This invention relates to a cleaning device for use with a dip stick. The device comprises a housing having an inner surface with a layer of absorbent material located thereon. The housing is shaped so that part of the dip stick can be laterally inserted within said housing in such a manner that excess fluid can be removed from said stick by pulling the stick longitudinally from the housing.
Preferably, the housing has a substantially U-shaped cross-section and the absorbent material is located so that part of the dip stick can be laterally inserted within the housing in such a manner that said part is substantially surrounded by absorbent material.
Preferably, there are means to mount the device so that it can be conveniently mounted adjacent to the dip stick with which it is to be used.
An embodiment of the invention is described in greater detail in the following drawings:
FIG. 1 is a side view of the cleaning device of the present invention;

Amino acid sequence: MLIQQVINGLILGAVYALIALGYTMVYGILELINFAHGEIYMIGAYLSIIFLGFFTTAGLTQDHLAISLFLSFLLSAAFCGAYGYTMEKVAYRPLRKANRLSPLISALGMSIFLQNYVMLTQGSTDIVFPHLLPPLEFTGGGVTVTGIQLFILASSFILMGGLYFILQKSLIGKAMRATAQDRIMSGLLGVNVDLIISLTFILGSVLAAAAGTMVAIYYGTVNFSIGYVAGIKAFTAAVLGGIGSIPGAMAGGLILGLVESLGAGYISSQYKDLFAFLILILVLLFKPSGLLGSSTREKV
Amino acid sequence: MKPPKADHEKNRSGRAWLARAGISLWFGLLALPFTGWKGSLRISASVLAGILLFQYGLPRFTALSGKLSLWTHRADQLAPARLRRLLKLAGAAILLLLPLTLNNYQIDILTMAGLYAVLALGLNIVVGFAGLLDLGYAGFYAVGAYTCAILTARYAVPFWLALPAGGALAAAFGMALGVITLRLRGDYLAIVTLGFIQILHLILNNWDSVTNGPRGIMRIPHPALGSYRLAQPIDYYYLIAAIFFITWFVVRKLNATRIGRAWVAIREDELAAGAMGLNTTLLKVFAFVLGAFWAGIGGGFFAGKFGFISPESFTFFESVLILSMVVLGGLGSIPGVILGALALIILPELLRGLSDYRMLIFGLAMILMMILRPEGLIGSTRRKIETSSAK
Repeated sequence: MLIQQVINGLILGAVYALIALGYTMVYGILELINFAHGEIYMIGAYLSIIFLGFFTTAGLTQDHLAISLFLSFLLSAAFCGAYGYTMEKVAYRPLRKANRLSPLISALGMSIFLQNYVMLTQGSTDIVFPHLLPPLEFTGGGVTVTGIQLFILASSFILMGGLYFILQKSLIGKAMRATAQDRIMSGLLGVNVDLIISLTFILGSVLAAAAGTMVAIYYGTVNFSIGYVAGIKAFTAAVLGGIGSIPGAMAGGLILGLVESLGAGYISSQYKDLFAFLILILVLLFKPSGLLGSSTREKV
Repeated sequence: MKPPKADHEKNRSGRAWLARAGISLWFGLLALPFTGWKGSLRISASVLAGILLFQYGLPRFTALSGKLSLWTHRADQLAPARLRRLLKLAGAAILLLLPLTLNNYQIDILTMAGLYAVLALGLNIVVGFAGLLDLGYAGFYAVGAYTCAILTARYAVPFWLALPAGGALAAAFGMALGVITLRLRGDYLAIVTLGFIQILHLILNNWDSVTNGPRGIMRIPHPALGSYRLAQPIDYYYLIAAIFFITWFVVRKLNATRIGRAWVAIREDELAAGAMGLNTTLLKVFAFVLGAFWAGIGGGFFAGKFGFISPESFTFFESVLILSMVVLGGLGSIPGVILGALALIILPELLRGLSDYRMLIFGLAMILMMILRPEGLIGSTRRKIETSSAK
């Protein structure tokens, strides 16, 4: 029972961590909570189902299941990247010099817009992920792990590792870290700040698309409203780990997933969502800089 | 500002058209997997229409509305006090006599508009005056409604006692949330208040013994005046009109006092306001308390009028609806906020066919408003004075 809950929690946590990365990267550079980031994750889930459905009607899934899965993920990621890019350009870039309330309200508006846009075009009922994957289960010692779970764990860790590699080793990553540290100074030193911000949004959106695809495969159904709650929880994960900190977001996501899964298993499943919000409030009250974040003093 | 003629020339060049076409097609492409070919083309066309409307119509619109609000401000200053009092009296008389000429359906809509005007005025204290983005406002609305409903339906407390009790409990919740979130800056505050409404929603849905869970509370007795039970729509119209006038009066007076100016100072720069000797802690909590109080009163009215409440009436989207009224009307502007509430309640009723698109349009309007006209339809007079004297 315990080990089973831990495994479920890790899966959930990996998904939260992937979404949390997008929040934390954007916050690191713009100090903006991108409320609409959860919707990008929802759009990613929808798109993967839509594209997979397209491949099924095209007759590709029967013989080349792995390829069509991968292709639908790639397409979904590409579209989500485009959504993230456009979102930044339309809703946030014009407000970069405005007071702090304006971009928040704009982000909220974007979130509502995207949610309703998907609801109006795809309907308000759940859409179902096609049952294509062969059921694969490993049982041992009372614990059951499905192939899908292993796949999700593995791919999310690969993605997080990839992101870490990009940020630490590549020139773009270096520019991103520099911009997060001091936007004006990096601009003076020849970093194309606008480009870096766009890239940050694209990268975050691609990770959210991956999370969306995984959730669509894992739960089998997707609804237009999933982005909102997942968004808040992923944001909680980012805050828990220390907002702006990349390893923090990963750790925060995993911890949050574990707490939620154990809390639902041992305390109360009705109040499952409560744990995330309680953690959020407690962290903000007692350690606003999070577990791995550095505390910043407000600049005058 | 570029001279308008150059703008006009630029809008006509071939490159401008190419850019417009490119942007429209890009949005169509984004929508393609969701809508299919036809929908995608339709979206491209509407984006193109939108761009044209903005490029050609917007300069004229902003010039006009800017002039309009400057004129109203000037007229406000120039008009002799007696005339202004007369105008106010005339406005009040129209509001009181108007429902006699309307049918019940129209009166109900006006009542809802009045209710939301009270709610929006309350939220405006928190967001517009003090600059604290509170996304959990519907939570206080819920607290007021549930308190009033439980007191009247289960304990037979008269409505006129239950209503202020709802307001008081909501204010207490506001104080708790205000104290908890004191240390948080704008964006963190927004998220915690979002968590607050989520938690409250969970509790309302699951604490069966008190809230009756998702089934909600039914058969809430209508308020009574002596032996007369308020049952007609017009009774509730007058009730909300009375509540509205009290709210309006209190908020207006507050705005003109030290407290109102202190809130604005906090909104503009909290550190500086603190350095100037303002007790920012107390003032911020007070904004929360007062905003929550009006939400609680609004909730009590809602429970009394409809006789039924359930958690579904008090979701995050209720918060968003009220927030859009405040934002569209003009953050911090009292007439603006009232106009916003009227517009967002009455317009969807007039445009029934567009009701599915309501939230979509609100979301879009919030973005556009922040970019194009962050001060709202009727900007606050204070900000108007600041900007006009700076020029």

FIG. 2 is a perspective view showing part of a dip stick inserted into the device;
FIG. 3 is a perspective view of the device in an upright position; and,
FIG. 4 is a rear view of the device.
Referring to FIG. 1 in greater detail, a cleaning device 1 of the present invention is shown. A housing 2 of substantially U-shaped cross-section has an open end 4 and a closed end 6 with an inner surface 8. Any suitable rigid material that can be formed into the desired shape can be used for the housing 2. Preferably, the material is rigid, but slightly flexible and non-corrosive. An example of a suitable material is aluminum or plastic. An absorbent material 10 is located on the inner surface 8, the absorbent material 10 having a similar size and shape to said inner surface and covering said surface. Preferably, the absorbent material is sponge or felt.
The device 1 has a front 12 and back 14 with a space between the front and back layers of absorbent material 10. The space 16 tapers outward towards the open end 4 of the housing 2. In addition, the back 14 of the device 1 is slightly longer than the front 12 and the front curves smoothly outward at point 18 near the open end 4. The absorbent material 10 can be affixed to the inner surface 8 by any suitable means but is preferably glued to said surface by a suitable adhesive.